Explain how the following early years settings reflects the scope and purpose of the sector
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The early years sector in the United Kingdom is quite complex, and unlike many European countries it was not developed by government policy with specific aims but came about in response to families’ requirements which were based on changing economical and social factors.
In the second half of the twentieth century public expenditure on early year’s provision focused on families with social needs and difficulties. Local authority day nurseries catered mainly for children who were at risk from harm mainly in deprived areas. There was early years provision available in the private sector in the form of childminders, nannies and private nurseries. During the 1960s the playgroup movement developed, where parents set up and run provision for their own children to learn through play in village halls and other community facilities. This was originally the way the pre-school i work at was formed and it is still held in a village hall today.
Families requirements for their children vary, as some parents want care for their children so that they can return to work and some parents want to stay with their children while they socialise. Some parents want their children in settings which offer services aimed at learning, some parents want their children to be in a home based environment and some families cannot afford to pay fees for provision. This is why the early years sector has various forms of provision to meet the needs of families. This provision includes – Nurseries, childminders, pre-schools, crèches, children’s centres and parent and toddler groups. Over the past ten to fifteen years the early years sector has been at the forefront of government agenda and there have been huge changes in response to social and economic developments.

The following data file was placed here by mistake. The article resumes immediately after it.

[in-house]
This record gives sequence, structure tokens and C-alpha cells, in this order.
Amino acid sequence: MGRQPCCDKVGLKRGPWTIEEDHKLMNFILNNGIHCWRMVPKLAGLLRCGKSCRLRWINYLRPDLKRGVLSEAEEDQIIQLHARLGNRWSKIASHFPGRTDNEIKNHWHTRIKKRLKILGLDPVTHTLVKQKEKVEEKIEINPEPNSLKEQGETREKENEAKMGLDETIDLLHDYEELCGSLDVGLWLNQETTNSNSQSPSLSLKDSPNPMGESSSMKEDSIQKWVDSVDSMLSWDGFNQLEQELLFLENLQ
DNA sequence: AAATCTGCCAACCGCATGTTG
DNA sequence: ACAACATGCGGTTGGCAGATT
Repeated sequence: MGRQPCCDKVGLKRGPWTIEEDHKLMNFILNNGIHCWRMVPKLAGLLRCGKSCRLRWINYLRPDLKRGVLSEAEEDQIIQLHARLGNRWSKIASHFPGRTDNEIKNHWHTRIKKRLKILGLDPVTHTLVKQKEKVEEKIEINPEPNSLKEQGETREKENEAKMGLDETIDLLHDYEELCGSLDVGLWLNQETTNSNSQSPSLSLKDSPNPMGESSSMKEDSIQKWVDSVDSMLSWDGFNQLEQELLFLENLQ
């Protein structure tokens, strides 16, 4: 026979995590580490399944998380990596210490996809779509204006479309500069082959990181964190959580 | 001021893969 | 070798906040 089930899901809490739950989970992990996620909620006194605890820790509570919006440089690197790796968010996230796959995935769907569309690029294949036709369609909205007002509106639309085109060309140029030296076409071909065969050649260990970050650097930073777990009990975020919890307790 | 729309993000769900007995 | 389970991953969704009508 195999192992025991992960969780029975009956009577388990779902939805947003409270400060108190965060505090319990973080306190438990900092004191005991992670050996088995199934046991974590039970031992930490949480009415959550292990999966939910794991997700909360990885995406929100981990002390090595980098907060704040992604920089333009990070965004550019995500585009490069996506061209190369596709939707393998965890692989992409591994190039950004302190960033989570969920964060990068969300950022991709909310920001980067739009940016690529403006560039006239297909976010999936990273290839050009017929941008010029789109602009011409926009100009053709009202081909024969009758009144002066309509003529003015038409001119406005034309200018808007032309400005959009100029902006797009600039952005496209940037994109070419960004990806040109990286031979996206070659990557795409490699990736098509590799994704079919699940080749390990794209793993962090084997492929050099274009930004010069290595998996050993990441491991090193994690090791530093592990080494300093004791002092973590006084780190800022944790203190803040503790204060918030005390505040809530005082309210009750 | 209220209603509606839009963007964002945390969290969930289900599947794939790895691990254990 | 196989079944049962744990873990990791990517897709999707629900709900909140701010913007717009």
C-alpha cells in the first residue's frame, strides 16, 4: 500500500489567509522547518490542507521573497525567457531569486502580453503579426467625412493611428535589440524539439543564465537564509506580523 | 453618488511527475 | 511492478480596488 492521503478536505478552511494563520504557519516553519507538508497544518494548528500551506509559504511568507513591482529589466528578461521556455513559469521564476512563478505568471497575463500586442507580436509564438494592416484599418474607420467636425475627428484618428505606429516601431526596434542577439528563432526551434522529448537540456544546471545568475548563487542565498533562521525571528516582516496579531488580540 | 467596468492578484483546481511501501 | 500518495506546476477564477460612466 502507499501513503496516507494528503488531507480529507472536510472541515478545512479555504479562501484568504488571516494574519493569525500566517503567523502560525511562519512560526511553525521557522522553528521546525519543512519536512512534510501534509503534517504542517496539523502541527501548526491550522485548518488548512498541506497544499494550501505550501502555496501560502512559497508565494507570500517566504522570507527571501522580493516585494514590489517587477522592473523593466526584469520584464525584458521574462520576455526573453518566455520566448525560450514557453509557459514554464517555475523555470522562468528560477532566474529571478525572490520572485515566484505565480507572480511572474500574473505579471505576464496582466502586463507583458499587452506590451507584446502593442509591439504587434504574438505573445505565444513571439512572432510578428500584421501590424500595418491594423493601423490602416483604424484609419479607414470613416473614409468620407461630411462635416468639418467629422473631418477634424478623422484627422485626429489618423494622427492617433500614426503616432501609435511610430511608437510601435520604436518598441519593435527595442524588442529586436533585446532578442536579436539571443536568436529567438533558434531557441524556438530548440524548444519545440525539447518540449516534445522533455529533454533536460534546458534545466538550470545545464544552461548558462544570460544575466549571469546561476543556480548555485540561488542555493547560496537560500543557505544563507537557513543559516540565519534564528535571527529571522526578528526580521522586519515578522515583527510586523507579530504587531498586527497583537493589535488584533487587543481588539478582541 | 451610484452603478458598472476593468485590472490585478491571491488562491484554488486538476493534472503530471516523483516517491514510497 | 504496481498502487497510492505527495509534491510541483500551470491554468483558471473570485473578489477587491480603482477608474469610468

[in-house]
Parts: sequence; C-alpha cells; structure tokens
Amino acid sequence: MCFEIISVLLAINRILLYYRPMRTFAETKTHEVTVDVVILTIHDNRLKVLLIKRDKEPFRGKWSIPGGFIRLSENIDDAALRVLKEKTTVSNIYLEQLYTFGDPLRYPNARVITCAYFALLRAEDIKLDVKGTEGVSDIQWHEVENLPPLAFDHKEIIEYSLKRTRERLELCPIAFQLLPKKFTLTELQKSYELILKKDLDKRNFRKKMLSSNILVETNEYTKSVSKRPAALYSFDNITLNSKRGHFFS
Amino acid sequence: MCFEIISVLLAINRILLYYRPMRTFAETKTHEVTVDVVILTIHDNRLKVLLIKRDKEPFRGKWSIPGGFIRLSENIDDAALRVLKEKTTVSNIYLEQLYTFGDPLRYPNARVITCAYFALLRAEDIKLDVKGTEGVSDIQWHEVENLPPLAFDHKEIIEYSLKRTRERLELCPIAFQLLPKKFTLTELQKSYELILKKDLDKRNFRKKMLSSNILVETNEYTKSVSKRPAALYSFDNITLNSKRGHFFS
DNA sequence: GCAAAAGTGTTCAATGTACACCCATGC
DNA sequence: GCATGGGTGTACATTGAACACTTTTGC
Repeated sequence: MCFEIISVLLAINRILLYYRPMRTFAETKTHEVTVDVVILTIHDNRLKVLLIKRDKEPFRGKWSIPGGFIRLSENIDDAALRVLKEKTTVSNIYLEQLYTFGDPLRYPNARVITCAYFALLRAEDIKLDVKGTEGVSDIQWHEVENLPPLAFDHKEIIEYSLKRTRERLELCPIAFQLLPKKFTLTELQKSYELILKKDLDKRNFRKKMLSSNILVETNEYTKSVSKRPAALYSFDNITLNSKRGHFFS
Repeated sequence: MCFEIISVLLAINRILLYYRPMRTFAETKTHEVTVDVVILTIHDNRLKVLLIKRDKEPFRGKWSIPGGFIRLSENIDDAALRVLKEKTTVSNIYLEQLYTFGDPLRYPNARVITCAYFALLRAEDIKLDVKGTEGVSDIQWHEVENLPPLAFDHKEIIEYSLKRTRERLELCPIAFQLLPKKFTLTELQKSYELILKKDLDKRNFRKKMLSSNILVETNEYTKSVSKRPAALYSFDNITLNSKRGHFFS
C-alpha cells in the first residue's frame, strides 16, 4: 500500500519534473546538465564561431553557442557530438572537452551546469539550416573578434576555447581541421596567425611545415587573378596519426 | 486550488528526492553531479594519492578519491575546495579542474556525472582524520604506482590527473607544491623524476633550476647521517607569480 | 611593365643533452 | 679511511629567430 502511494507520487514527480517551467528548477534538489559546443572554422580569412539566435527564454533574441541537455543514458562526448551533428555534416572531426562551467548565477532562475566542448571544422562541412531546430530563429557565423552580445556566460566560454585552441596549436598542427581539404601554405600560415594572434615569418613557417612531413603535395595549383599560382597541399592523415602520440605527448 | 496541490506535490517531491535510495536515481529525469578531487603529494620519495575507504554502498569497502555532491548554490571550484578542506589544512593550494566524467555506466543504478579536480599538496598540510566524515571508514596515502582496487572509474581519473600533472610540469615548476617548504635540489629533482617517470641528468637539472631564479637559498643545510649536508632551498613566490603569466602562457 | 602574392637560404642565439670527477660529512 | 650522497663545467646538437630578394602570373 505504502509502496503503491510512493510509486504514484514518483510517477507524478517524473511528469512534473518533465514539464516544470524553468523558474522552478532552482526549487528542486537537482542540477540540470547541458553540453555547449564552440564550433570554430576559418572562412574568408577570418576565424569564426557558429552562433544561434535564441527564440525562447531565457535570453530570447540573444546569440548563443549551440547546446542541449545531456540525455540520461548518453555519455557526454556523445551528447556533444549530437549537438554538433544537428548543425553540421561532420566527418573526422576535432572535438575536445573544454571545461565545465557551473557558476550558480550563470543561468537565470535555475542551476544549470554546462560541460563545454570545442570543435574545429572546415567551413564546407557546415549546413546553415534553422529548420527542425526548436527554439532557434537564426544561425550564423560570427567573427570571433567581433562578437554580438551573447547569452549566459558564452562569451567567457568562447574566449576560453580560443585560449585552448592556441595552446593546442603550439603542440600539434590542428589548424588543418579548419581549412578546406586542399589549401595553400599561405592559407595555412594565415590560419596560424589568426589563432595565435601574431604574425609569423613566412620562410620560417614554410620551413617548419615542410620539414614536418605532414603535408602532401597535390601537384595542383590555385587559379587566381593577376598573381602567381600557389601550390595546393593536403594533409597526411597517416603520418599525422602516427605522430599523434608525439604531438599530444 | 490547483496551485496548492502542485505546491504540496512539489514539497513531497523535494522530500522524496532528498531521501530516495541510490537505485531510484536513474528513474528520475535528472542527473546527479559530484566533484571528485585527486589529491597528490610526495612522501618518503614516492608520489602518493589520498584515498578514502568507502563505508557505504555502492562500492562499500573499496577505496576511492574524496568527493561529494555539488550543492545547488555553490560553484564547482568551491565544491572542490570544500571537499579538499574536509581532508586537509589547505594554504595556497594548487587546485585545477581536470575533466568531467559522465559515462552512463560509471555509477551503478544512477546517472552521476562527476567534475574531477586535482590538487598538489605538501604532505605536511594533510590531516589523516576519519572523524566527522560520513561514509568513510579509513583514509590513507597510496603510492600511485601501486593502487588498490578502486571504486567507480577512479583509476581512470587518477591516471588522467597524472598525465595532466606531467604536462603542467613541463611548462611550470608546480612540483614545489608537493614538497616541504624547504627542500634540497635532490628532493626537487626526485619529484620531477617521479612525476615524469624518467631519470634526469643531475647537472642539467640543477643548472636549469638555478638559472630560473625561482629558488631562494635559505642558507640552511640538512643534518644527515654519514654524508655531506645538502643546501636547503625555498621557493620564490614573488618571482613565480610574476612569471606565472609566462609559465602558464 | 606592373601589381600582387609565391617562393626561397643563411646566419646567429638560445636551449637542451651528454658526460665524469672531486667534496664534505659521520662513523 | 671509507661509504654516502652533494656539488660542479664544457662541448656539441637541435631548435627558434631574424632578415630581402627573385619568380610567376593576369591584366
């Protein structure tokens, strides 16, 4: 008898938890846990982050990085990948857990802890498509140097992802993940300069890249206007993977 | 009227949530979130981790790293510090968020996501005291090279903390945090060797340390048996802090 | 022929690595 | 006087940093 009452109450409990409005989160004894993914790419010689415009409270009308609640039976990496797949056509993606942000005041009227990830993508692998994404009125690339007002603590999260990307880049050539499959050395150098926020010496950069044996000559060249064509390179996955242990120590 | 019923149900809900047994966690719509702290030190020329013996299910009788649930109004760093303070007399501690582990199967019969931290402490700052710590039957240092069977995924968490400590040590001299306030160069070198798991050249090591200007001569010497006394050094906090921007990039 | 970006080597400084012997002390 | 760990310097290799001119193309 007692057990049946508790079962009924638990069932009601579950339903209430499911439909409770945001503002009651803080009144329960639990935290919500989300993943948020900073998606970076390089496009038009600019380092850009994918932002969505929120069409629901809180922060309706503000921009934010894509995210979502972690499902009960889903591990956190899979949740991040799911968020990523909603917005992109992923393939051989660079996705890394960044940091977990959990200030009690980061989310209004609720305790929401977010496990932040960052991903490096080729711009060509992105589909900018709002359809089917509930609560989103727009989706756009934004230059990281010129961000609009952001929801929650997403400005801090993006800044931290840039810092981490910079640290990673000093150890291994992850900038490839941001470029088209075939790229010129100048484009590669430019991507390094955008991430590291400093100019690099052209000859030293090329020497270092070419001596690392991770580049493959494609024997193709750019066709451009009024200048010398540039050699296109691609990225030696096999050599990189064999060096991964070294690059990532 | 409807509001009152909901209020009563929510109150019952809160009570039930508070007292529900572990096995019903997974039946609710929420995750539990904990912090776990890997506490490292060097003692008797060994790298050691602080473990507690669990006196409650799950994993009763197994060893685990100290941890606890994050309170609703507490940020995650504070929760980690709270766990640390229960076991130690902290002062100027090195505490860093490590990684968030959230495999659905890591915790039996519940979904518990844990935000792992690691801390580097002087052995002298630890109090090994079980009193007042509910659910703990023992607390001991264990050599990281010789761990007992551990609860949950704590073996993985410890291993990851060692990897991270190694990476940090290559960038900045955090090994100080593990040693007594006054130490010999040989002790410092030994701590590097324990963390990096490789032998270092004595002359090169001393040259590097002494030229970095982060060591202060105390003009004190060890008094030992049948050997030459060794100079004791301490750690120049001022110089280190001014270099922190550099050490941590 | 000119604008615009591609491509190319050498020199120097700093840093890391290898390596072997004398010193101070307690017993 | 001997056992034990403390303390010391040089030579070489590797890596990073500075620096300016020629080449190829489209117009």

A Montessori education is an approach developed by Italian physician and educator Maria Montessori and characterized by an emphasis on independence, freedom within limits, and respect for a child’s natural psychological, physical, and social development. Although a range of practices exists under the name “Montessori”, the Association Montessori Internationale (AMI) and the American Montessori Society (AMS) cite these elements as essential:
Mixed age classrooms, with classrooms for children ages 2½ or 3 to 6 years old by far the most common Student choice of activity from within a prescribed range of options Uninterrupted blocks of work time, ideally three hours
A constructivist or “discovery” model, where students learn concepts from working with materials, rather than by direct instruction Specialized educational materials developed by Montessori and her collaborators Freedom of movement within the classroom
A trained Montessori teacher
In addition, many Montessori schools design their programs with reference to Montessori’s model of human development from her published works, and use pedagogy, lessons, and materials introduced in teacher training derived from courses presented by Montessori during her lifetime.
The values and principles of the early years sector is to keep a child safe and healthy and to care for them in every way possible. the parents like this because then they are getting feedback from the practioner at the end of the day and can join in with the practitioners at the workplace